• Eagle Riders
  • Garzey's Wing (possibly a level 5, but even then, only because of a single video which was linked to from This Wiki. As a testament to how obscure the series is, the video failed to spawn Memetic Mutation)
  • Go Shogun (Including the sequel Time Stranger): Of the few who have seen this, no one seems to notice the connection between this series and the Macekre known as Macron I.
  • Gotou Ni Naritai
  • Grey: Digital Target
  • Anime Idol Densetsu Eriko
  • Inochi No Chikyuu Dioxin No Natsu
  • Macron I (a Macekre of the anime series Go Shogun of which the previous entry is a followup)
  • Midori: Tsubaki Shoujo: Originally banned in Japan, but there were re-releases, albeit probably intended for the small demographic of circus fans, as the original animator refuses to screen it unless the avenue is presented as a carnival highway. A US release is also known to exist, but is so obscure that it is only detailed on the French version of The Other Wiki. The French release is the easiest one to find. Its safe to say that most of the fans of the series are French.
  • Midori No Makibao: An anime about horse racing, for kids, Definitely a Widget Series. Unsurprisingly, due to it's strange combination of topic and age range, it's technically unheard of outside of Japan and Taiwan.
  • Muka Muka Paradise: The only easily accessible videos online are of the songs, though the Chinese dub of the first episode can be seen on Veoh.
  • Pokonyan (Rocky Rackat!)
  • Princess Rouge is between this and a 5, though that's more leaning on a 6 than anything else. Fans do exist, but they are abysmally small in number, and you have more chance of winning the lottery than finding any Princess Rouge fans at an anime convention. This would be a firm 6 if it weren't for the fact that the original US preview was put on Media Blasters' Magic Knight Rayearth tapes, and it was also aired once on IFC way back in 2003.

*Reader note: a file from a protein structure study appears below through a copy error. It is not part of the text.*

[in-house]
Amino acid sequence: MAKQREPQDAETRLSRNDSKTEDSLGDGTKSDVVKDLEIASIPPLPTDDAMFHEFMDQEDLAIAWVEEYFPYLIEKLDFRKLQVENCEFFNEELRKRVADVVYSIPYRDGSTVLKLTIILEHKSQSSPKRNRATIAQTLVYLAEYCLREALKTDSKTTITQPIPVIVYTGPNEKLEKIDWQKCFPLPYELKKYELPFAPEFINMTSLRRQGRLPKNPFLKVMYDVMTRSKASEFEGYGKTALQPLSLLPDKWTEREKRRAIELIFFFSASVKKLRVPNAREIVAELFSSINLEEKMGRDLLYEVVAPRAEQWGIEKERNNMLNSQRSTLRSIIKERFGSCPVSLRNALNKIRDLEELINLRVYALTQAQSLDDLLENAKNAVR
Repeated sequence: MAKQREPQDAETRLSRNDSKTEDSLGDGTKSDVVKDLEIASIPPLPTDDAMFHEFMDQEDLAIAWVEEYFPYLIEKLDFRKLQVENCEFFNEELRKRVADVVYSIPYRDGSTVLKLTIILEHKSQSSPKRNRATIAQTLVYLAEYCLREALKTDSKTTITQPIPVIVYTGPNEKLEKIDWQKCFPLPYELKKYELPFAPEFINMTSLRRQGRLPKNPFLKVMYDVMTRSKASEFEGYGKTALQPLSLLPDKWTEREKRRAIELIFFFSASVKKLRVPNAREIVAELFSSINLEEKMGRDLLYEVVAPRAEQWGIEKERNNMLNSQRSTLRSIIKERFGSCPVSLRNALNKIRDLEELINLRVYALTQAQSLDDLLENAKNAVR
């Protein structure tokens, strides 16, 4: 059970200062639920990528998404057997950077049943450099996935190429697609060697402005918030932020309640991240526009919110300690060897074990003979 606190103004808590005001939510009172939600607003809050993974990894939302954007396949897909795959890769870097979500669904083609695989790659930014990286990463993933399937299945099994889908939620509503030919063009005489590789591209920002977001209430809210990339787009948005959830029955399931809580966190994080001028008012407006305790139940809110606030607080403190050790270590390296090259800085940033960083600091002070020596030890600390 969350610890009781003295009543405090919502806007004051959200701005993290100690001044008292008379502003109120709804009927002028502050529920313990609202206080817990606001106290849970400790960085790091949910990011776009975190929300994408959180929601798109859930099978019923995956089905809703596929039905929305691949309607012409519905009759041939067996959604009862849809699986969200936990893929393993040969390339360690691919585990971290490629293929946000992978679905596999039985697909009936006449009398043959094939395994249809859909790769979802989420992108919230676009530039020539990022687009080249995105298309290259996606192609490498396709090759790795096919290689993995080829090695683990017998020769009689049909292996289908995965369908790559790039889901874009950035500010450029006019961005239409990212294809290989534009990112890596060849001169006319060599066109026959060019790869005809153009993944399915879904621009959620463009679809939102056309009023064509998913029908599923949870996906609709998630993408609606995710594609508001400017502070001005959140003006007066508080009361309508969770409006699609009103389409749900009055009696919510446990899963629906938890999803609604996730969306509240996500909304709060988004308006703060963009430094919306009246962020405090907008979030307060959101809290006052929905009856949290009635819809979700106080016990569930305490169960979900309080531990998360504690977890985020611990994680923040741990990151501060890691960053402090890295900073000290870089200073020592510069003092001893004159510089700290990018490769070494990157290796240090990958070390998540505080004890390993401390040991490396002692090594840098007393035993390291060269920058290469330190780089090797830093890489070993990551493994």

• Sazae-san: The Level 0 series in Japan, as the highest-rated and longest-running anime in existence. Basically unknown outside the country.
  • Shima Shima Tora No Shimajiro: While not unknown in Japan and Taiwan, isn't popular outside of it's target demographic, preschool teachers and parents for several reasons note . However, in other Asian countries it's practically unheard of, and it's only exposure in the west was due to a particular potty-training video that went viralnote , and was quickly forgotten soon after.
  • Tama And Friends: Search for It! The Magic Puni-Puni Stone: while the original Tama & Friends is at level 4, this sequel series is definitely level 6 (this show qualifies as a separate series due to a major Genre Shift and Art Evolution- so much that it's practically Tama And Friends In Name Only). Even in Asia and Japan the show is at level 5.
  • Windaria: The original Japanese non-Macekered version is impossible to find anywhere in the West, although those who can find a copy online universally declare its superiority.
  • Pretty much anything made before 1960 (although Japanese animation shorts from the '20s have been well preserved and are easily available on YouTube for viewing)